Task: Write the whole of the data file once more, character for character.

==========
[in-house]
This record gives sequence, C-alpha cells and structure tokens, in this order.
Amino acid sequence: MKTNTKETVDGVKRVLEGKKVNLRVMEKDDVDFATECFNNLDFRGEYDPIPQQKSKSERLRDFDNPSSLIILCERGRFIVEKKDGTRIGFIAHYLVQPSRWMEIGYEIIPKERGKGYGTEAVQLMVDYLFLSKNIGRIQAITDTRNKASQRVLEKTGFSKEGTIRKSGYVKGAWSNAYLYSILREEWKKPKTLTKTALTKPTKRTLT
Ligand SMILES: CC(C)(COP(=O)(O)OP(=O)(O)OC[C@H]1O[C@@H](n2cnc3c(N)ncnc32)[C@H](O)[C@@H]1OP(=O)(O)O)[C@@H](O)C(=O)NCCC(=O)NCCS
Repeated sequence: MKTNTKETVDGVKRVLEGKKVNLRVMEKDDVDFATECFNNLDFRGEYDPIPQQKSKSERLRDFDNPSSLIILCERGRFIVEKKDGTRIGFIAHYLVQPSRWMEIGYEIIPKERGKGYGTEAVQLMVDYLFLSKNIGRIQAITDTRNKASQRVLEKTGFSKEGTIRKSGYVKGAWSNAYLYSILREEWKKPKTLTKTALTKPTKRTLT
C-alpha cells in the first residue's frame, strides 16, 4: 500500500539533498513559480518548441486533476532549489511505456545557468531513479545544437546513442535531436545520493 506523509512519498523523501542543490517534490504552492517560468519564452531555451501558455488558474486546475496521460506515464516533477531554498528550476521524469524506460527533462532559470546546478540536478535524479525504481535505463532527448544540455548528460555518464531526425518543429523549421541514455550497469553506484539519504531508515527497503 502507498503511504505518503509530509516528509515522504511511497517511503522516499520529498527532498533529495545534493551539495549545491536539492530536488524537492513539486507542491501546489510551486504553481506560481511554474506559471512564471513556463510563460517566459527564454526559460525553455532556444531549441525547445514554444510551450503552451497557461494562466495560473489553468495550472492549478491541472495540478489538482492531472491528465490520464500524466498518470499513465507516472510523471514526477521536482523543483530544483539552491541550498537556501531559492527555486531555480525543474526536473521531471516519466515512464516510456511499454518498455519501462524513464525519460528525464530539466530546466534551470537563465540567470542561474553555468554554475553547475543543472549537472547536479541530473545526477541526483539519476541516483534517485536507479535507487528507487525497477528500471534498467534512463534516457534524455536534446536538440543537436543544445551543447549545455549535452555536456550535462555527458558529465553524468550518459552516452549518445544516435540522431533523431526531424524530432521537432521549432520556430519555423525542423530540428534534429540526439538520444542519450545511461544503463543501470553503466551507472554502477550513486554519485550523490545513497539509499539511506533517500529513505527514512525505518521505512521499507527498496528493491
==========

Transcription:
[in-house]
This record gives sequence, C-alpha cells and structure tokens, in this order.
Amino acid sequence: MKTNTKETVDGVKRVLEGKKVNLRVMEKDDVDFATECFNNLDFRGEYDPIPQQKSKSERLRDFDNPSSLIILCERGRFIVEKKDGTRIGFIAHYLVQPSRWMEIGYEIIPKERGKGYGTEAVQLMVDYLFLSKNIGRIQAITDTRNKASQRVLEKTGFSKEGTIRKSGYVKGAWSNAYLYSILREEWKKPKTLTKTALTKPTKRTLT
Ligand SMILES: CC(C)(COP(=O)(O)OP(=O)(O)OC[C@H]1O[C@@H](n2cnc3c(N)ncnc32)[C@H](O)[C@@H]1OP(=O)(O)O)[C@@H](O)C(=O)NCCC(=O)NCCS
Repeated sequence: MKTNTKETVDGVKRVLEGKKVNLRVMEKDDVDFATECFNNLDFRGEYDPIPQQKSKSERLRDFDNPSSLIILCERGRFIVEKKDGTRIGFIAHYLVQPSRWMEIGYEIIPKERGKGYGTEAVQLMVDYLFLSKNIGRIQAITDTRNKASQRVLEKTGFSKEGTIRKSGYVKGAWSNAYLYSILREEWKKPKTLTKTALTKPTKRTLT
C-alpha cells in the first residue's frame, strides 16, 4: 500500500539533498513559480518548441486533476532549489511505456545557468531513479545544437546513442535531436545520493 506523509512519498523523501542543490517534490504552492517560468519564452531555451501558455488558474486546475496521460506515464516533477531554498528550476521524469524506460527533462532559470546546478540536478535524479525504481535505463532527448544540455548528460555518464531526425518543429523549421541514455550497469553506484539519504531508515527497503 502507498503511504505518503509530509516528509515522504511511497517511503522516499520529498527532498533529495545534493551539495549545491536539492530536488524537492513539486507542491501546489510551486504553481506560481511554474506559471512564471513556463510563460517566459527564454526559460525553455532556444531549441525547445514554444510551450503552451497557461494562466495560473489553468495550472492549478491541472495540478489538482492531472491528465490520464500524466498518470499513465507516472510523471514526477521536482523543483530544483539552491541550498537556501531559492527555486531555480525543474526536473521531471516519466515512464516510456511499454518498455519501462524513464525519460528525464530539466530546466534551470537563465540567470542561474553555468554554475553547475543543472549537472547536479541530473545526477541526483539519476541516483534517485536507479535507487528507487525497477528500471534498467534512463534516457534524455536534446536538440543537436543544445551543447549545455549535452555536456550535462555527458558529465553524468550518459552516452549518445544516435540522431533523431526531424524530432521537432521549432520556430519555423525542423530540428534534429540526439538520444542519450545511461544503463543501470553503466551507472554502477550513486554519485550523490545513497539509499539511506533517500529513505527514512525505518521505512521499507527498496528493491